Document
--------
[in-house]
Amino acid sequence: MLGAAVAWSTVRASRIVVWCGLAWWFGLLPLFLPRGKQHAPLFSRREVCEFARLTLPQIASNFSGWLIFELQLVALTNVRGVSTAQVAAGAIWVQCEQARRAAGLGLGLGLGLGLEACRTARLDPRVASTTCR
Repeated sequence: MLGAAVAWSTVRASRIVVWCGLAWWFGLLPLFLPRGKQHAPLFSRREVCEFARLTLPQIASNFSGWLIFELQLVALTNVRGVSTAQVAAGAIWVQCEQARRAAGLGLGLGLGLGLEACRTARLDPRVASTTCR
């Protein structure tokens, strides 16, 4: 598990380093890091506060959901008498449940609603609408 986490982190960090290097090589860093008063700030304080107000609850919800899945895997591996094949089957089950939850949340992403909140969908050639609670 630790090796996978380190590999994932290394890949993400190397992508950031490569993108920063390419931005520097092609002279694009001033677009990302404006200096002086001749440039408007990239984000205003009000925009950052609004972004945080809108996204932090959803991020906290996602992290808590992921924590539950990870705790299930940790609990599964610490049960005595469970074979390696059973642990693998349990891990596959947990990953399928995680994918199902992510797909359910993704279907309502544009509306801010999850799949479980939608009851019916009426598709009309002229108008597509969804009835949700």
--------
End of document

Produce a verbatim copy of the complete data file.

[in-house]
Amino acid sequence: MLGAAVAWSTVRASRIVVWCGLAWWFGLLPLFLPRGKQHAPLFSRREVCEFARLTLPQIASNFSGWLIFELQLVALTNVRGVSTAQVAAGAIWVQCEQARRAAGLGLGLGLGLGLEACRTARLDPRVASTTCR
Repeated sequence: MLGAAVAWSTVRASRIVVWCGLAWWFGLLPLFLPRGKQHAPLFSRREVCEFARLTLPQIASNFSGWLIFELQLVALTNVRGVSTAQVAAGAIWVQCEQARRAAGLGLGLGLGLGLEACRTARLDPRVASTTCR
């Protein structure tokens, strides 16, 4: 598990380093890091506060959901008498449940609603609408 986490982190960090290097090589860093008063700030304080107000609850919800899945895997591996094949089957089950939850949340992403909140969908050639609670 630790090796996978380190590999994932290394890949993400190397992508950031490569993108920063390419931005520097092609002279694009001033677009990302404006200096002086001749440039408007990239984000205003009000925009950052609004972004945080809108996204932090959803991020906290996602992290808590992921924590539950990870705790299930940790609990599964610490049960005595469970074979390696059973642990693998349990891990596959947990990953399928995680994918199902992510797909359910993704279907309502544009509306801010999850799949479980939608009851019916009426598709009309002229108008597509969804009835949700």